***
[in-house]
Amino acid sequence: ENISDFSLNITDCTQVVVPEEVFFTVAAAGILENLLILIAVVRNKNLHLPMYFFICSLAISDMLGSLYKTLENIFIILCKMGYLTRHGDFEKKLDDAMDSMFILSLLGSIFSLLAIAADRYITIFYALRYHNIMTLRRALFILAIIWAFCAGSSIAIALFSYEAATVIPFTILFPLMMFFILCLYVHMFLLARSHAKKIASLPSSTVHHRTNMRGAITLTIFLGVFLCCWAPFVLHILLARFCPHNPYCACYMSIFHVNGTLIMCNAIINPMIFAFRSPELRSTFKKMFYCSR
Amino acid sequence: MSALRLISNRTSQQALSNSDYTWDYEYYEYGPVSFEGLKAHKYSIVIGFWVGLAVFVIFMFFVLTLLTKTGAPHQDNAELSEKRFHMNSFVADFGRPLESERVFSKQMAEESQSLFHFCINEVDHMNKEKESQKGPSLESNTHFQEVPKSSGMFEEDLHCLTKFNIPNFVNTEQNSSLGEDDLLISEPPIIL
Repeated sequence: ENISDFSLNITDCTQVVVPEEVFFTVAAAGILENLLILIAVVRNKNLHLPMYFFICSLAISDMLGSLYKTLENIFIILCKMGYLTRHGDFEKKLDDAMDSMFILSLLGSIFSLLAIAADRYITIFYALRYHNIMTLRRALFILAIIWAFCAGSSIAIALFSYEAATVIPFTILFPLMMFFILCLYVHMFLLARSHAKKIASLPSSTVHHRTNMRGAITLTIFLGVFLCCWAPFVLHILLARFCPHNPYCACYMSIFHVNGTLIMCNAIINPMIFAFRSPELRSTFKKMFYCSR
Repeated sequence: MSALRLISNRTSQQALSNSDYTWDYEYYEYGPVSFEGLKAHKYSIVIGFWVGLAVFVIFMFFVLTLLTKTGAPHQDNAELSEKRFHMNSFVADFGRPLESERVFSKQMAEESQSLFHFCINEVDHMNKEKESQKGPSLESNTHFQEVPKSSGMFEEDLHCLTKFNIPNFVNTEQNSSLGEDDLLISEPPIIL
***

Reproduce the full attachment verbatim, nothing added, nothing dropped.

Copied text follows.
[in-house]
Amino acid sequence: ENISDFSLNITDCTQVVVPEEVFFTVAAAGILENLLILIAVVRNKNLHLPMYFFICSLAISDMLGSLYKTLENIFIILCKMGYLTRHGDFEKKLDDAMDSMFILSLLGSIFSLLAIAADRYITIFYALRYHNIMTLRRALFILAIIWAFCAGSSIAIALFSYEAATVIPFTILFPLMMFFILCLYVHMFLLARSHAKKIASLPSSTVHHRTNMRGAITLTIFLGVFLCCWAPFVLHILLARFCPHNPYCACYMSIFHVNGTLIMCNAIINPMIFAFRSPELRSTFKKMFYCSR
Amino acid sequence: MSALRLISNRTSQQALSNSDYTWDYEYYEYGPVSFEGLKAHKYSIVIGFWVGLAVFVIFMFFVLTLLTKTGAPHQDNAELSEKRFHMNSFVADFGRPLESERVFSKQMAEESQSLFHFCINEVDHMNKEKESQKGPSLESNTHFQEVPKSSGMFEEDLHCLTKFNIPNFVNTEQNSSLGEDDLLISEPPIIL
Repeated sequence: ENISDFSLNITDCTQVVVPEEVFFTVAAAGILENLLILIAVVRNKNLHLPMYFFICSLAISDMLGSLYKTLENIFIILCKMGYLTRHGDFEKKLDDAMDSMFILSLLGSIFSLLAIAADRYITIFYALRYHNIMTLRRALFILAIIWAFCAGSSIAIALFSYEAATVIPFTILFPLMMFFILCLYVHMFLLARSHAKKIASLPSSTVHHRTNMRGAITLTIFLGVFLCCWAPFVLHILLARFCPHNPYCACYMSIFHVNGTLIMCNAIINPMIFAFRSPELRSTFKKMFYCSR
Repeated sequence: MSALRLISNRTSQQALSNSDYTWDYEYYEYGPVSFEGLKAHKYSIVIGFWVGLAVFVIFMFFVLTLLTKTGAPHQDNAELSEKRFHMNSFVADFGRPLESERVFSKQMAEESQSLFHFCINEVDHMNKEKESQKGPSLESNTHFQEVPKSSGMFEEDLHCLTKFNIPNFVNTEQNSSLGEDDLLISEPPIIL